A thoughtful and thought-provoking profile of Andrew Sullivan in the Harvard Magazine:
Sullivan had been lightly ill that week, so he slept unusually late, until almost two in the afternoon. Before he was quite ready to deal with the world, he checked his mailbox—and woke up fast. Along with the news of the shooting was an urgent question from readers: Andrew, where are you?
Sullivan winced. He e-mailed his four young assistants: “We have to go cable”—that is, pump out blog posts 24/7. Then he climbed four unpainted wooden steps to what anyone else would call a large windowed closet and he calls “the blog cave.” He pulled a velvet curtain shut to seal himself off from his husband and their beagles, settled into an armchair with his laptop, and began a siege of blogging that would last six days.
Sullivan is HIV+
Andrew Sullivan is a lifelong asthma sufferer. He has sleep apnea, and at night wears a mask connected to a machine that regulates his breathing. And since 1993, he has been HIV-positive. Although Sullivan isn’t the only writer with HIV to have survived for almost two decades, no other HIV-positive writer publishes anything like 300 blog posts a week, year after year; he needs to monitor his health.
Sullivan earned a first-class degree (equivalent to a summa) in modern history and modern languages at Oxford, where, in his second year, he was president of the Oxford Union, the debating body that claims to be “the most illustrious student society in the world.” He won a Harkness Fellowship to the Kennedy School in 1984; back in London, he interned at the think tank of one of his idols, Margaret Thatcher. He returned to Harvard in 1989 to write his doctoral thesis, “Intimations Pursued: The Voice of Practice in the Conversation of Michael Oakeshott,” which won the government department’s Toppan Prize, for the best dissertation “upon a subject of Political Science.” In 1991, when he was just 27, he was named editor of the New Republic; under his leadership, the magazine grew impressively in both circulation and advertising. He left the New Republic five years later, “at the tail end of a series of differences,” says New Republic owner Martin Peretz, Ph.D. ’66. Sullivan moved on to write books and become a contributing writer for the New York Times Magazine and a columnist for the Sunday Times (of London).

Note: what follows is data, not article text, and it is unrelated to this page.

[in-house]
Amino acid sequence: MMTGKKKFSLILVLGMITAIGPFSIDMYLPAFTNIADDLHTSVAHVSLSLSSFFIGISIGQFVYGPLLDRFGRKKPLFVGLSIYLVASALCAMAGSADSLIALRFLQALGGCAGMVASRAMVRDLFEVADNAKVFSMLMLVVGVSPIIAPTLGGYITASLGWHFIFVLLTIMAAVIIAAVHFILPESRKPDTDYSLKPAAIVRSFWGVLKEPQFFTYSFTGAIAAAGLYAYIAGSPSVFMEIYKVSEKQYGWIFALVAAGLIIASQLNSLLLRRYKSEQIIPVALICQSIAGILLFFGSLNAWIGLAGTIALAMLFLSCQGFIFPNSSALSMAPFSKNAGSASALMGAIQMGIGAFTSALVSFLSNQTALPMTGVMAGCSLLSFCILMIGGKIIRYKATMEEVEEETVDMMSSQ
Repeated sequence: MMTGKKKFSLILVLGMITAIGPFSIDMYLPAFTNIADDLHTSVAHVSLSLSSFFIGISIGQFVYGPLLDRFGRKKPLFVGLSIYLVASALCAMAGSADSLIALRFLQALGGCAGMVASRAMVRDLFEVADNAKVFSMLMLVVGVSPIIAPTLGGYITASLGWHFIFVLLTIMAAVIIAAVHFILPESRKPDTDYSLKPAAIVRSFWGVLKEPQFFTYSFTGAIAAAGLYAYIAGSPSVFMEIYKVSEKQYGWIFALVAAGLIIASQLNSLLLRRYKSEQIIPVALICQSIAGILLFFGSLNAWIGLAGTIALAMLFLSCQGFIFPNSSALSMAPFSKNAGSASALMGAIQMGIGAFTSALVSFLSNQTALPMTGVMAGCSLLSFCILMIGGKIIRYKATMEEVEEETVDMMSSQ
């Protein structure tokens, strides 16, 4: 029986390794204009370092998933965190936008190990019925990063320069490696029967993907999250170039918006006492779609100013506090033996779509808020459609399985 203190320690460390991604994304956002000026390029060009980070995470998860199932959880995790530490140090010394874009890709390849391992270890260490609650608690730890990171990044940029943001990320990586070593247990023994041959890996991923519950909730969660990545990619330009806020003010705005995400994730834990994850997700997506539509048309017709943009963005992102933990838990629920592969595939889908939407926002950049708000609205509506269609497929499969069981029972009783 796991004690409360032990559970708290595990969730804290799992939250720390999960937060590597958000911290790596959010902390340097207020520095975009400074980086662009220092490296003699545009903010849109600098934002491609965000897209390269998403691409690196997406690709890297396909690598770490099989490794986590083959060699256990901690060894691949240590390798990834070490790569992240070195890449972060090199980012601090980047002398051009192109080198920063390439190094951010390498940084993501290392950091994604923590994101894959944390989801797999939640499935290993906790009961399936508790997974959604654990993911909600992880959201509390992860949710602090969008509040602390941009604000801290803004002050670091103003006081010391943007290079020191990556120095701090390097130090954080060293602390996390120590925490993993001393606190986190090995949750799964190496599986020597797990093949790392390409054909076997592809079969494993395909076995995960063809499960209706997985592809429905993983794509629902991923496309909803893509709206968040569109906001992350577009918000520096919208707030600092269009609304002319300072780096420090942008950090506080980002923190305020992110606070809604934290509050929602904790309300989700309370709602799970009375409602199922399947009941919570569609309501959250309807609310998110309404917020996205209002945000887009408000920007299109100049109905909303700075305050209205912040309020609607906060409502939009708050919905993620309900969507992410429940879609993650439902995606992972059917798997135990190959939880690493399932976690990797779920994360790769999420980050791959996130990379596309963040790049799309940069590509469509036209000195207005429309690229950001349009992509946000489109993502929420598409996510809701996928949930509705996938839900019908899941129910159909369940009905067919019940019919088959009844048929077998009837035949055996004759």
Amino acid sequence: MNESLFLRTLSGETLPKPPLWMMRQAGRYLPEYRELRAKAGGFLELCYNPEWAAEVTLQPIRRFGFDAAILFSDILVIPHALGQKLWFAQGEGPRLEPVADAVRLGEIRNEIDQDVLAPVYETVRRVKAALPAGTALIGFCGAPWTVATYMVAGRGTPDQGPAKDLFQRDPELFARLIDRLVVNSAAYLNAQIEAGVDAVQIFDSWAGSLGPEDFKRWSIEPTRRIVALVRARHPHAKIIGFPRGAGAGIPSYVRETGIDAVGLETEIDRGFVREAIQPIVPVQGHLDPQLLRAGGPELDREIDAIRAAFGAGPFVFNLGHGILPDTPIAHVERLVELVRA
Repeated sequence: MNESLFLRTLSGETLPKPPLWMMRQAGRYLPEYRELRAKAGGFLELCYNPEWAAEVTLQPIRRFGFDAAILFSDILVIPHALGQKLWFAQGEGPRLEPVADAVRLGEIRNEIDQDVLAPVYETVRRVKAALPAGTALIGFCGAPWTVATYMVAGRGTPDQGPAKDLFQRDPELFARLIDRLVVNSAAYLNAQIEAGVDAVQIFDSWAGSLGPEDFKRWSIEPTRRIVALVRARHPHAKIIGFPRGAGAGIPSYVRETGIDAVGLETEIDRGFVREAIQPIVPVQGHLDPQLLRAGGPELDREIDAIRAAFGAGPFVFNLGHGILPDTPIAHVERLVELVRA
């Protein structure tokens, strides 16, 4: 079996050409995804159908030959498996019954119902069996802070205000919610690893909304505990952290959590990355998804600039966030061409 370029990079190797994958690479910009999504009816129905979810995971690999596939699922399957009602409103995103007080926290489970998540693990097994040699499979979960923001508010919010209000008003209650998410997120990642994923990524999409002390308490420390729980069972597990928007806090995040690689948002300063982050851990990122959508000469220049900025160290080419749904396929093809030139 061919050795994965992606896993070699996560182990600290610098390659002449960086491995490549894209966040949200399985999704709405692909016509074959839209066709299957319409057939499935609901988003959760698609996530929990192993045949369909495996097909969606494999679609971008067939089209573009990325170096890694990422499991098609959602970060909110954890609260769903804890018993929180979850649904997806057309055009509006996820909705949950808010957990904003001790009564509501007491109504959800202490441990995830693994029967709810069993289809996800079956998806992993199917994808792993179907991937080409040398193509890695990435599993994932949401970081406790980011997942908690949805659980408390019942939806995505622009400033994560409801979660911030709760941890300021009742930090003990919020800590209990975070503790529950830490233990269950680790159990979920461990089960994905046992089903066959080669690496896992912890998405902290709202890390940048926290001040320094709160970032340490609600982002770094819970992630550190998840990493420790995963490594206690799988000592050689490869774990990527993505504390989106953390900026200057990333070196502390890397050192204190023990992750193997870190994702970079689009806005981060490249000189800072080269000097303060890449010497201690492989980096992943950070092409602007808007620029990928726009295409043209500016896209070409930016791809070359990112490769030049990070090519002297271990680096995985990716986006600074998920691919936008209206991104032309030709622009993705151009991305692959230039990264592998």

In 1996, when he revealed he had contracted HIV, a friend asked whom he had unprotected sex with. In Love Undetectable, his 1998 book about “friendship, sex, and survival,” Sullivan writes that he admitted it could have been anyone. His friend was incredulous: “Anyone? How many people did you sleep with, for God’s sake?”
In the book, Sullivan held nothing back. “Too many. God knows. Too many for meaning and dignity to be given to every one; too many for love to be present at each; too many for sex to be very often more than a temporary release from debilitating fear and loneliness.”
That is classic Sullivan: the unsparing candor, the over-sharing, the spiritual afterthought.